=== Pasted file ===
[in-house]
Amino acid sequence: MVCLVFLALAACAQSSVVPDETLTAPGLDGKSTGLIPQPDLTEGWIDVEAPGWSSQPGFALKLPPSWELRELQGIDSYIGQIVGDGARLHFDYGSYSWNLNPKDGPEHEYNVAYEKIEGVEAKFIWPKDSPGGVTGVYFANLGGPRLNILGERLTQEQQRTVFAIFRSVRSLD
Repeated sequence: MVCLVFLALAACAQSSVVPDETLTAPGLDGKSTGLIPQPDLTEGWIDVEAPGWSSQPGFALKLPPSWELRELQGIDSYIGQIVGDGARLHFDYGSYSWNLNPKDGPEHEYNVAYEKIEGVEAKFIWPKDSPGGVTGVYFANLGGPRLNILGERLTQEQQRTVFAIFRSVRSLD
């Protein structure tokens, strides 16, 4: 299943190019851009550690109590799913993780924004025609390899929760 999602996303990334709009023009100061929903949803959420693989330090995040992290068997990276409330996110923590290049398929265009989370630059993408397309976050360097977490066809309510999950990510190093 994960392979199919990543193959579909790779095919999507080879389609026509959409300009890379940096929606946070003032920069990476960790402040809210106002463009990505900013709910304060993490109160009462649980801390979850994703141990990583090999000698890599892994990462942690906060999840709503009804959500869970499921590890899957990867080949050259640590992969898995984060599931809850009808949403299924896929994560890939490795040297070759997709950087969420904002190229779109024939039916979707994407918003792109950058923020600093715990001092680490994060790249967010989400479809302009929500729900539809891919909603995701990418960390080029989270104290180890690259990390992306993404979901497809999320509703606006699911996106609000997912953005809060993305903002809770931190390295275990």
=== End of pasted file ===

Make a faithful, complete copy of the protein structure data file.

[in-house]
Amino acid sequence: MVCLVFLALAACAQSSVVPDETLTAPGLDGKSTGLIPQPDLTEGWIDVEAPGWSSQPGFALKLPPSWELRELQGIDSYIGQIVGDGARLHFDYGSYSWNLNPKDGPEHEYNVAYEKIEGVEAKFIWPKDSPGGVTGVYFANLGGPRLNILGERLTQEQQRTVFAIFRSVRSLD
Repeated sequence: MVCLVFLALAACAQSSVVPDETLTAPGLDGKSTGLIPQPDLTEGWIDVEAPGWSSQPGFALKLPPSWELRELQGIDSYIGQIVGDGARLHFDYGSYSWNLNPKDGPEHEYNVAYEKIEGVEAKFIWPKDSPGGVTGVYFANLGGPRLNILGERLTQEQQRTVFAIFRSVRSLD
């Protein structure tokens, strides 16, 4: 299943190019851009550690109590799913993780924004025609390899929760 999602996303990334709009023009100061929903949803959420693989330090995040992290068997990276409330996110923590290049398929265009989370630059993408397309976050360097977490066809309510999950990510190093 994960392979199919990543193959579909790779095919999507080879389609026509959409300009890379940096929606946070003032920069990476960790402040809210106002463009990505900013709910304060993490109160009462649980801390979850994703141990990583090999000698890599892994990462942690906060999840709503009804959500869970499921590890899957990867080949050259640590992969898995984060599931809850009808949403299924896929994560890939490795040297070759997709950087969420904002190229779109024939039916979707994407918003792109950058923020600093715990001092680490994060790249967010989400479809302009929500729900539809891919909603995701990418960390080029989270104290180890690259990390992306993404979901497809999320509703606006699911996106609000997912953005809060993305903002809770931190390295275990």